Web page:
Hellboy 2: Del Toro, The Monster Master
Does the imagination of Guillermo Del Toro know no bounds? His affinity for creatures and freaks of various sorts have spawned some of the more extraordinary films of the past few years. He is one of the very few directors today who realizes that the story shouldn’t be carried by special effects, the special effects should be carried by the story. Hellboy 2, easily the most imaginative superhero comic book film I’ve ever seen, has oodles of amazing creatures, epic special effects, and impeccably choreographed fight sequences, yet at the end of the day, the flawless execution of the storytelling is what makes this film rise above so many big-budget action films.
Del Toro is unafraid to show a clip from the original Frankenstein film and dare you to say that his creatures aren’t working on the same plane of complexity, tortured about their own existence, and afraid that they might be doing more bad than good. These are the themes that The Hulk should have tackled, but they were too content to trim all the fat and simply show action scene after action scene (one can imagine how angry Ed Norton will be with the Marvel editors after he sees this film). Del Toro is able to interweave the character study and the action sequences seamlessly, and on occasion, the suddenness of the shift between the two can be shocking and exciting. He’s trimmed the fat from the first film, the human agent which was clearly a suggestion of studio executives, and instead built his story entirely around Hellboy. Kudos to the studio for seeing the critical reaction to Pan’s Labyrinth and realizing this man is imaginative and talented enough that they can simply give him 85 million dollars for a creature feature and leave him alone. Every frame seems close to Del Toro’s heart– you can feel his geeky excitement with the appearance of every new character on screen.
If Pan’s Labyrinth won the Best Makeup Oscar, then hand Hellboy 2 the statue right now without thinking twice, along with at least a nomination for Best Visual Effects. The design work in this film seems so intensely personal, and there’s so much of it—there are a number of sequences in this film which rival the imagination of the Star Wars cantina or the walk through the Men In Black headquarters. Every time I watch this film on DVD, I feel I’ll be able to catch more and more. The way in which Del Toro continually raises the stakes are also impressive, especially considering the gargantuan beast that shows up near the Brooklyn Bridge about halfway through the film, a monster fight that would have been the grand finale of any other superhero film, but here, it signals that we’re only getting started.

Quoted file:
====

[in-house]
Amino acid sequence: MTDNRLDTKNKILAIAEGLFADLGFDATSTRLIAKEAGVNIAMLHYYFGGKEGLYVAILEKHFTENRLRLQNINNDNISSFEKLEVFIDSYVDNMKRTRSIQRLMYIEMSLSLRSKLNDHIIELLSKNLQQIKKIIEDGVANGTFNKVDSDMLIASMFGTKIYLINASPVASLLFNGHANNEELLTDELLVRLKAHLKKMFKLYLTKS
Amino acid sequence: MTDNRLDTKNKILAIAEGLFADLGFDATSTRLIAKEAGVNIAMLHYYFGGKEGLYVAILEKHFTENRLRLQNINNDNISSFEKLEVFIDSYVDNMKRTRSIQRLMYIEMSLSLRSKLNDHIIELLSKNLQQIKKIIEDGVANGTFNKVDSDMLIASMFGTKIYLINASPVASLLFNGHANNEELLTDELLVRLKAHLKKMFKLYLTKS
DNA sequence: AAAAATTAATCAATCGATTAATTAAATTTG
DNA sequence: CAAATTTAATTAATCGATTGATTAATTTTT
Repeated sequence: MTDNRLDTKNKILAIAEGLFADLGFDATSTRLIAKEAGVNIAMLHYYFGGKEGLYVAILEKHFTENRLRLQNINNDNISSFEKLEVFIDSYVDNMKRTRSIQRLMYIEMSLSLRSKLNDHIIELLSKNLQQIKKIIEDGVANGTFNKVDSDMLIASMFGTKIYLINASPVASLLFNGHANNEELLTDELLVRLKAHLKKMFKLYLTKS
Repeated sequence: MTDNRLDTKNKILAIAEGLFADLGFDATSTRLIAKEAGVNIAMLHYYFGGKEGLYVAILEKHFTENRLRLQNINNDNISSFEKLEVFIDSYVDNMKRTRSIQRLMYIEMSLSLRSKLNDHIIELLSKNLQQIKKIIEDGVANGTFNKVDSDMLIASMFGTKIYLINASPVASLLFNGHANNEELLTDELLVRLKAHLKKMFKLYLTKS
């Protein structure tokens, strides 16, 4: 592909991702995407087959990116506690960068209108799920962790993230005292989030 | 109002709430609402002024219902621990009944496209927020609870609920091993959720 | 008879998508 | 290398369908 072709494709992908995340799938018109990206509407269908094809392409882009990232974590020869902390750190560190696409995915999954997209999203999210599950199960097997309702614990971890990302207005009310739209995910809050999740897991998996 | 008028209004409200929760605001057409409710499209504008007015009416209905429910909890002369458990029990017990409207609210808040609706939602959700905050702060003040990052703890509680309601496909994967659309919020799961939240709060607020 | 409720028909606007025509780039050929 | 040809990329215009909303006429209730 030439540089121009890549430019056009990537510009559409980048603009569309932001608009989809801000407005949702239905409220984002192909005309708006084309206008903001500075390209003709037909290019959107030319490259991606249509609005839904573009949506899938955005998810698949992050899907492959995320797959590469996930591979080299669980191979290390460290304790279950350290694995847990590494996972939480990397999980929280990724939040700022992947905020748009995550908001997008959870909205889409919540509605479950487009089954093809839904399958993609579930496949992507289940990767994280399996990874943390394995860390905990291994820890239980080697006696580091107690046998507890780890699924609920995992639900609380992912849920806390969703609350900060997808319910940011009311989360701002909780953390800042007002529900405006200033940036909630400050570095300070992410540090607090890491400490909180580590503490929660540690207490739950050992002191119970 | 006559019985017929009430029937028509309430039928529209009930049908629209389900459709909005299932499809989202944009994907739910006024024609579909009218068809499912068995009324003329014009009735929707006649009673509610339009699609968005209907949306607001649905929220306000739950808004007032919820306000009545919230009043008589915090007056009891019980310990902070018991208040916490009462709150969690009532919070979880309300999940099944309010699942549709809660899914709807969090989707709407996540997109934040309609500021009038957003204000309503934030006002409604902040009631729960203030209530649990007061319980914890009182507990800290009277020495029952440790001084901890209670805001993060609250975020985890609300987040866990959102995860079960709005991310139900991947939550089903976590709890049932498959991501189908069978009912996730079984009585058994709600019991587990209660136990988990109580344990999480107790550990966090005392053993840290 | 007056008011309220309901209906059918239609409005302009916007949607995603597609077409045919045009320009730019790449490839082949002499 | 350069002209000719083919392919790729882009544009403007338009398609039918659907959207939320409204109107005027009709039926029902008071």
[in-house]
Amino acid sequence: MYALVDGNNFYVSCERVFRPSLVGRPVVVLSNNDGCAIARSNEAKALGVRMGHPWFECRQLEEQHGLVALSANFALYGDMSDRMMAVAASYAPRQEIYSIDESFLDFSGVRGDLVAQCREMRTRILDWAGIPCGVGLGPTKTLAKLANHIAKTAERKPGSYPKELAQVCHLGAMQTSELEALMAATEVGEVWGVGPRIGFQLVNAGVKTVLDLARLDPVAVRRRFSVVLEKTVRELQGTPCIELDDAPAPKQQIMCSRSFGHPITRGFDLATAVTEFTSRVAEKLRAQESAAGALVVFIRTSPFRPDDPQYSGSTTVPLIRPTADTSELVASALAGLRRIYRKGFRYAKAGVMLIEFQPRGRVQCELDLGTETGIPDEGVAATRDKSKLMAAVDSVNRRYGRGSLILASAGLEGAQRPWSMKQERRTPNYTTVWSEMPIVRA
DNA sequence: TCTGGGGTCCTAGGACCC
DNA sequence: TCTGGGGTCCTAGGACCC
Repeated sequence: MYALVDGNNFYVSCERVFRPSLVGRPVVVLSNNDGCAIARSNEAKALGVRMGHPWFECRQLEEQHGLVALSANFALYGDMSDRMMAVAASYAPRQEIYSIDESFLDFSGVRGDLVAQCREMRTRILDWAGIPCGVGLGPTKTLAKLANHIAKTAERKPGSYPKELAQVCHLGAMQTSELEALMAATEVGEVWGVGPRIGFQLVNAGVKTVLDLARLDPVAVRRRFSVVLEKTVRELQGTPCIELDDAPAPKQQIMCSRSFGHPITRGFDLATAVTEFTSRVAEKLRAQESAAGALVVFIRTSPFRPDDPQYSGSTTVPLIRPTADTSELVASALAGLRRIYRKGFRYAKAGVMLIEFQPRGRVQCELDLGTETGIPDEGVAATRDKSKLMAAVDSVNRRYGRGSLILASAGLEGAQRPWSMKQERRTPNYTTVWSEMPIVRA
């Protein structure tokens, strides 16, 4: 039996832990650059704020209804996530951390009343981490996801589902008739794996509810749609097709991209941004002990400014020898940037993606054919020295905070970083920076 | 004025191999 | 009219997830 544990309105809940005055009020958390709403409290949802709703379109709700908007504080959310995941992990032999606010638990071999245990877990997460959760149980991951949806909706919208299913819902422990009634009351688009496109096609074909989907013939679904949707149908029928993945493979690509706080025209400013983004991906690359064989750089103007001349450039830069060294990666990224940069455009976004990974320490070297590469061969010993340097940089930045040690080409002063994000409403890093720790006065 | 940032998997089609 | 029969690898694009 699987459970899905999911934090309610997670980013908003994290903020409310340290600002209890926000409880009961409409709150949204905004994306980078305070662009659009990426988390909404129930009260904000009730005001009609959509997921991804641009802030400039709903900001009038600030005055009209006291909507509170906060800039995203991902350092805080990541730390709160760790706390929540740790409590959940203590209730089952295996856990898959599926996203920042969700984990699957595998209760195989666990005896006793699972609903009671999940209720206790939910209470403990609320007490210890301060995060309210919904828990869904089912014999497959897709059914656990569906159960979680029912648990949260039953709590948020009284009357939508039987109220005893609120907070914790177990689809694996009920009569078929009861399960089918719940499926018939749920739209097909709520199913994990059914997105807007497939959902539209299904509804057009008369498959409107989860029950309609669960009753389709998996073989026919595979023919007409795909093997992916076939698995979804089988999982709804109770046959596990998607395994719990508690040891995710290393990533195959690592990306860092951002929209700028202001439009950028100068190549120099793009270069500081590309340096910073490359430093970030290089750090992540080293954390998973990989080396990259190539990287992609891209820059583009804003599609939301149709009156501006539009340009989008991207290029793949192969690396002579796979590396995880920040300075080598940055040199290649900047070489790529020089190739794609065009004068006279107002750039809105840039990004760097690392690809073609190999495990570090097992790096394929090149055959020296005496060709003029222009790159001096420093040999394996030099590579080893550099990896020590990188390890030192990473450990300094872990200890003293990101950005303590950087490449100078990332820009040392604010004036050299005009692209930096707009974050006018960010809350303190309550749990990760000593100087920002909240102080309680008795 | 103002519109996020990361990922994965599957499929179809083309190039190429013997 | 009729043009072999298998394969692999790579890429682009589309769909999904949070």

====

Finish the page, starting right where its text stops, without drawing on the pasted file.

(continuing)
Del Toro ups the ante from the first film in every way, from effects to fight choreography to creature design to villain (I didn’t think anyone could beat the Nazi knifemaster from the last film… then I saw Luke Goss as Prince Nuada). It’s more fun from beginning to end than most big-budget films dream of, with imagination and attitude to spare. Del Toro is setting himself up as not only the most imaginative of modern directors, but also as one of the best effects men and storytellers around as well. That’s a deadly combination which should leave his name up near the top of the list of his generation— his next film, a live-action Hobbit film, should seal the deal, and if there’s a God, it will hopefully lead to a Hellboy 3.